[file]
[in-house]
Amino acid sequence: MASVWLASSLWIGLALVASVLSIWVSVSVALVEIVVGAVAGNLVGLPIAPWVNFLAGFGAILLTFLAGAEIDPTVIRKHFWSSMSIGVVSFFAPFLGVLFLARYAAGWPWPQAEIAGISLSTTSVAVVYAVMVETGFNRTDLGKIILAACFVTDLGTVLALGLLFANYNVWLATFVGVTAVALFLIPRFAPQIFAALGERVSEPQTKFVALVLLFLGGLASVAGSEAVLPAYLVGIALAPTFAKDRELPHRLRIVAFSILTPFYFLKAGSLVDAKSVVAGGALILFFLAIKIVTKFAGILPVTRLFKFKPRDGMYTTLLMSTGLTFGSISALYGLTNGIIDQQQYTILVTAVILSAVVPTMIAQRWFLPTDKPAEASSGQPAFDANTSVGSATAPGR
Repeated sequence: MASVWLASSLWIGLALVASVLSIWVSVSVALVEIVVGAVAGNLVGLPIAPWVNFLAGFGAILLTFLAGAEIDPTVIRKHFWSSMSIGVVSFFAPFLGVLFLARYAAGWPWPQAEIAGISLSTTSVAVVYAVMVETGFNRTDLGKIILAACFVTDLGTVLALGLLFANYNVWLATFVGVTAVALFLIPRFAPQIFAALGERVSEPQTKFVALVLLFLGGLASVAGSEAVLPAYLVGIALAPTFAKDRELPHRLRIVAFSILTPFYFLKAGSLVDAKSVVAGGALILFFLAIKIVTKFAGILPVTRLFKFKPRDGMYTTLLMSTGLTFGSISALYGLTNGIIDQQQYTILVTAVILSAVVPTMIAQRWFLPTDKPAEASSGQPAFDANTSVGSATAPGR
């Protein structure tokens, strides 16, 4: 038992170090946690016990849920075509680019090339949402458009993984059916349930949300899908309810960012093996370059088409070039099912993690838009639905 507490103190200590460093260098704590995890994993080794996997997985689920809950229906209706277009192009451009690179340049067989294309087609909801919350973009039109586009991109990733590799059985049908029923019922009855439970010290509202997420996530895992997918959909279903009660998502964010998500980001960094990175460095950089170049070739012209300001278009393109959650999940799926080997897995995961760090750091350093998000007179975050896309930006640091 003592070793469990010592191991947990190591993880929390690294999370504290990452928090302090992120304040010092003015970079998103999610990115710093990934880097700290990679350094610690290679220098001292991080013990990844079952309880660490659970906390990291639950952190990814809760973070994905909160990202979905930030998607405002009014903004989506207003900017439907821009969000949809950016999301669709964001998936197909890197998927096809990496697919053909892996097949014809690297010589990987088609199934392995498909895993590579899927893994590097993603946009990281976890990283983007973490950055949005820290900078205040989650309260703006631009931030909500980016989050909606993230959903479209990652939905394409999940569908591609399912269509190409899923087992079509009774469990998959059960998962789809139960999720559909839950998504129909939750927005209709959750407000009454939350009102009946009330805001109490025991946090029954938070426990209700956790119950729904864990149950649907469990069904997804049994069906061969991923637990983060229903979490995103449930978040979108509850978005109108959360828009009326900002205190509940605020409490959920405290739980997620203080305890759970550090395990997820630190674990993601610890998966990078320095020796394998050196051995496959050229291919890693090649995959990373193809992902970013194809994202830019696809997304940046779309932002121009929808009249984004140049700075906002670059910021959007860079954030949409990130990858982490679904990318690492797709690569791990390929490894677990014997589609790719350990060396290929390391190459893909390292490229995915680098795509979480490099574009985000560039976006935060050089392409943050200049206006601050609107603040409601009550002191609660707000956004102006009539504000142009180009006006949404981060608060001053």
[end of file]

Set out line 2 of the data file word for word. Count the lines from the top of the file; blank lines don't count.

Amino acid sequence: MASVWLASSLWIGLALVASVLSIWVSVSVALVEIVVGAVAGNLVGLPIAPWVNFLAGFGAILLTFLAGAEIDPTVIRKHFWSSMSIGVVSFFAPFLGVLFLARYAAGWPWPQAEIAGISLSTTSVAVVYAVMVETGFNRTDLGKIILAACFVTDLGTVLALGLLFANYNVWLATFVGVTAVALFLIPRFAPQIFAALGERVSEPQTKFVALVLLFLGGLASVAGSEAVLPAYLVGIALAPTFAKDRELPHRLRIVAFSILTPFYFLKAGSLVDAKSVVAGGALILFFLAIKIVTKFAGILPVTRLFKFKPRDGMYTTLLMSTGLTFGSISALYGLTNGIIDQQQYTILVTAVILSAVVPTMIAQRWFLPTDKPAEASSGQPAFDANTSVGSATAPGR